It’s Kosher – see for yourself!
So it seems the reputation of the butcher as having great hashgocha, plus the delivery man speaking only Hebrew and Yiddish with really long pais, not to mention the hashgocha on the sealed package of frozen fish are all not enough to guarantee that the actual fish inside is really and truly kosher. I found this out on the morning of the second day of yom tov as I opened my defrosted fish and noticed a segment of fins and scales had been left on for my approval. I opened the second package and saw it again. Laughing at how scaling a fish is easier than peeling a tongue I cleaned it off and wondered if I’ll ever see fresh Sea Bass in the aretz.

Rain – beautiful and welcomed rain.
On the first day of Rosh Hashanah there was evidence of rain. Little sprinkles. Countable and few. But they were there. But the buzz was about day two. An approaching rain storm. A friend told Bob if your shoes get a good soaking in the fall, they will not dry out again until the spring. With this in mind, I ran up the steps in pouring rain wearing (fancy) flip flops on the second day of the holiday. I got to the closest minyan – literally 2 minutes from my front door – held in a caravan. Actually there are two caravanim. Side by side. One is Moroccan, one Ashkenazi. If you missed hearing the shofar in one, you could surely hear it from the other. In fact, there were women and children standing across the street from the caravan shuls hedging their bets. Once the shofar started to blow in the Ashkenazi shul there was a rush to the caravan. It was jam packed. I was the only one in flip flops but it just didn’t matter. Enough people were wearing sandals and truly no one cared. The holiday fashion show was not taking place here. Inside was complete silence for the shofar. When the tefilot began again all you heard were the tefilot. From the women and the men. There was no side chatter. Children sitting inside were silent. Children who couldn’t be silent were playing outside. There were tons of them. They ran from caravan to caravan to hear each shofar. They were splashing in puddles wearing oversized hand me down Shabbat clothes. They were happy and free, celebrating the holiday and rejoicing in the rain. A new year in Eretz HaKodesh.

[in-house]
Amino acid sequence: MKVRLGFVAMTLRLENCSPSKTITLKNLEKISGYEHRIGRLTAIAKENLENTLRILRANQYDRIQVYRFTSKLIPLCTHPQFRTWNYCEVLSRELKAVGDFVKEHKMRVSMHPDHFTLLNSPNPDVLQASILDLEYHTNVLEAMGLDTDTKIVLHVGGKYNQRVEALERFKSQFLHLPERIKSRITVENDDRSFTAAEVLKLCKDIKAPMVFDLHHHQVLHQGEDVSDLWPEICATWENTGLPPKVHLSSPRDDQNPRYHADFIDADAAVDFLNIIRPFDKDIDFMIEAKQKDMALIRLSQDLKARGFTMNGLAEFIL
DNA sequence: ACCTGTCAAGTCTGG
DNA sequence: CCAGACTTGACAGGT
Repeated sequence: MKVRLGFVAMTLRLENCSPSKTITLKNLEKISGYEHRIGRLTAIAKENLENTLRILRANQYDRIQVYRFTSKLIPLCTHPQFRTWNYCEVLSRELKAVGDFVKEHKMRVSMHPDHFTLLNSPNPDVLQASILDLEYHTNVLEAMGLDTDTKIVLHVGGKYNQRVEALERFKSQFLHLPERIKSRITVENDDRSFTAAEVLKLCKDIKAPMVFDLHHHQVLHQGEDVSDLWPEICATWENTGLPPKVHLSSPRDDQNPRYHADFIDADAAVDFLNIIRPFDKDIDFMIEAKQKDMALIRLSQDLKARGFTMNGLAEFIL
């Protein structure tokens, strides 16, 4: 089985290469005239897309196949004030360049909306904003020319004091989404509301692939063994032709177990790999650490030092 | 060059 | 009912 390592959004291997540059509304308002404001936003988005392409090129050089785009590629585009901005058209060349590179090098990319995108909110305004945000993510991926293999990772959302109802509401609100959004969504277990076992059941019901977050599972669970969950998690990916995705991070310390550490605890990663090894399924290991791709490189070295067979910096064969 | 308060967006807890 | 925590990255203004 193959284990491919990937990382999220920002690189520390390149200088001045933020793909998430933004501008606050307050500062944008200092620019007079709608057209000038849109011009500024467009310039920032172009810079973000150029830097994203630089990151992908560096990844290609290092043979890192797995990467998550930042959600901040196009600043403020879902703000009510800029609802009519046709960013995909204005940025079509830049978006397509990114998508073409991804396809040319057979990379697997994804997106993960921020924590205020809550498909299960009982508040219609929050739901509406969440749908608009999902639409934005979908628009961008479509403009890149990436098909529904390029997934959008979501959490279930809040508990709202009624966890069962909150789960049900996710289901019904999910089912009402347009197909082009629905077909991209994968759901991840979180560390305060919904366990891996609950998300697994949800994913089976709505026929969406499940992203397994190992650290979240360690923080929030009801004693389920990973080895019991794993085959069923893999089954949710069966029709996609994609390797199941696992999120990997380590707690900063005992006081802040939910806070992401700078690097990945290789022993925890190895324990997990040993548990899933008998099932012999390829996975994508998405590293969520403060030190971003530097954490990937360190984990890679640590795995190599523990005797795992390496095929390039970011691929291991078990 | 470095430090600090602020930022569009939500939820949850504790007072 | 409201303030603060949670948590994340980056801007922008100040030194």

We’re hoping to go camping soon.
The kids are off school the week of Sukkot. I’m not due for another month and a half. We stockpiled camping gear before we left Brooklyn. And we’ve been practicing on some level since we got here. I think I’m ready.

I had sent Bob for watermelon. There was no watermelon. In all of Efrat. This happened once before with eggs. We were sitting in a coffee shop and ordered the Israeli breakfast (2 eggs, salads, cheeses, bread, juice and coffee) except that there were no eggs. Not in the restaurant, not in the makolet. Not even in the other makolet. There’s not much else in the way of Israeli breakfasts once you eliminate the eggs. And so it goes – sometimes we are lacking in eggs, other times, watermelon. And lately, often just before Shabbat, all of Efrat is lacking in electricity. It’s good practice for camping.